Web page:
Tuesday, January 06, 2009

Christmas Books!

So what books did I get for Christmas? And which ones will I have read by next Christmas?

The books follow. These include also ones I bought for myself in post-Christmas sales, or ones I bought for other people and decided to keep.

Postwar: A History of Europe since 1945, by Tony Judt

This is a bit of a brick. As the title suggests, it is a history of Europe since the Second World War. It covers both eastern and western Europe, so a lot of it is about the travails of the communist countries and their subsequent breaking free of the Soviet yoke. I have started reading this one, and I am enjoying Judt's magisterial tone. One thing I am curious about, though, is whether the book will tell me anything that, fundamentally, I did not already know. We will see.

The Smiths : Songs That Saved Your Life, by Simon Goddard

As you know, The Smiths were the greatest band of all time. It is still the case that every album by The Smiths is better than every album by every other band. The approach of this book seems to be to document recording sessions and live appearances, so that you can deduce any thematic structure to The Smiths career from this narrative history. Plainly this is a work that all right-thinking people will enjoy greatly.

The Very Best Men: The Daring Early Years of the CIA, by Evan Thomas

This is a funny one, possibly problematic. It is all about spies, and so inherently interesting. Unfortunately, it is all about shifty CIA spies from the early years of the Cold War. And in particular, it is all about CIA operatives in that period when the agency switched over from gathering intelligence to interfering in other countries' internal politics. The book also seems to see this as the CIA's golden age – so the period when it was assisting maniacs into power in Guatemala and the Congo are some kind of big party and a time to look back on with pride and nostalgia. For all that, it is based on the CIA's own now declassified files and on interviews with retired shady characters, so it should at least be of interest in casting light on how this organisation worked at a key period in world history.

The Damned United, by David Peace

Leeds are a load of rubbish, tra-la-la-la-la, la-la-la-la. That's what we used to sing back in primary school. This was probably at the time this novel was set. It is about some guy called Brian Clough (famous in the world of football) and how he became manager of Leeds United in 1974. Unfortunately, the fans, board, and players (including "that Irish bastard Johnny Giles") all hated him, so it all ended badly. I am not really that engaged with the sporting world, but I have heard good things about this book, and I want to see it before the film comes out.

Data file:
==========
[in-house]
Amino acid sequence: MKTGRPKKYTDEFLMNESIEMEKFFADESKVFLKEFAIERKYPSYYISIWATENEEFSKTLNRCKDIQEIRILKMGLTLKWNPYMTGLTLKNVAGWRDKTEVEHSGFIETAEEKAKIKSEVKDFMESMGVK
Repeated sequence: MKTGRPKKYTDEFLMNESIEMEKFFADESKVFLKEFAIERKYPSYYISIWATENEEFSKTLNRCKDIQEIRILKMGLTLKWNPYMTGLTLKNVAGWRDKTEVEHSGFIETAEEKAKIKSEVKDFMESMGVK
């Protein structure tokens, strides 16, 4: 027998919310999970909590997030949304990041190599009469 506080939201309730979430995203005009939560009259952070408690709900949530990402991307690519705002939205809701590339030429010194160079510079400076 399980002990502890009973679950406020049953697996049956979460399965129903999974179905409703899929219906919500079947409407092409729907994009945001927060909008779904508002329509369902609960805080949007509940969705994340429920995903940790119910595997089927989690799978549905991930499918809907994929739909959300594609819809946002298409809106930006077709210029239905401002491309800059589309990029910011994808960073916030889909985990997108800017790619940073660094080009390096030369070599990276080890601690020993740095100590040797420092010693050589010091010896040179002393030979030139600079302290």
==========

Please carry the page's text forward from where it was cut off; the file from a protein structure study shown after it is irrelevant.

As you know, I am somewhat fond of the music of Luke Haines, so while reading this I will have his song 'Leeds United' playing in my head.

Elizabeth's Spy Master: Francis Walsingham and the Secret War that Saved England, by Robert Hutchinson

This is about Francis Walsingham, who was the spy master of Queen Elizabeth I, and how he saved England by waging a secret war. This particular war was directed against Elizabeth's external enemies (the Powp and the King of Spain), but also against the enemy within – recalcitrant adherents of the Catholic faith. It seems to have been one of those wars where the Queen's servants were happy to use torture and similar black arts in the servants of their mistress. I will be reading it to learn more about espionage and related endeavours back in the Elizabethan age.


kvlol said...

The Smiths were the greatest band of all time.


It is still the case that every album by The Smiths is better than every album by every other band.



Ray said...

I read The Damned United a few weeks ago, thought it was very good. I don't think you need to know much/anything about football to appreciate it (though there is extra hilarity to the Irish bastard bits if you're used to watching Uncle Gilesy doing post-match commentary)

Anonymous said...

I read Postwar a couple of months ago (mainly on a transatlantic flight). I learnt quite a lot from it, mainly about the settling of internal accounts in each country during the immediate post-war period (late 1940s), and also the Germany factor in European politics, which of course I knew about but hadn't fully grasped.

I'll be interested to hear about the Walsingham book, especially if he has much to say about Ireland.

Andrew Sherman said...

Surely The Smiths deserve a great book but this doesn't sound like it. I liked the Damned United. I want to read PostWar but it looks a bit big. Hopefully there are loads of pages of 'notes'.

ian said...

with the Smiths book, I think there probably already are better books about them, but this one looks like it could be a reasonably enjoyable piece of fluff.

ian said...

Postwar actually has no notes (or citation notes anyway). The introduction says that he left them out, as otherwise you would have needed a horse to carry the book around for you.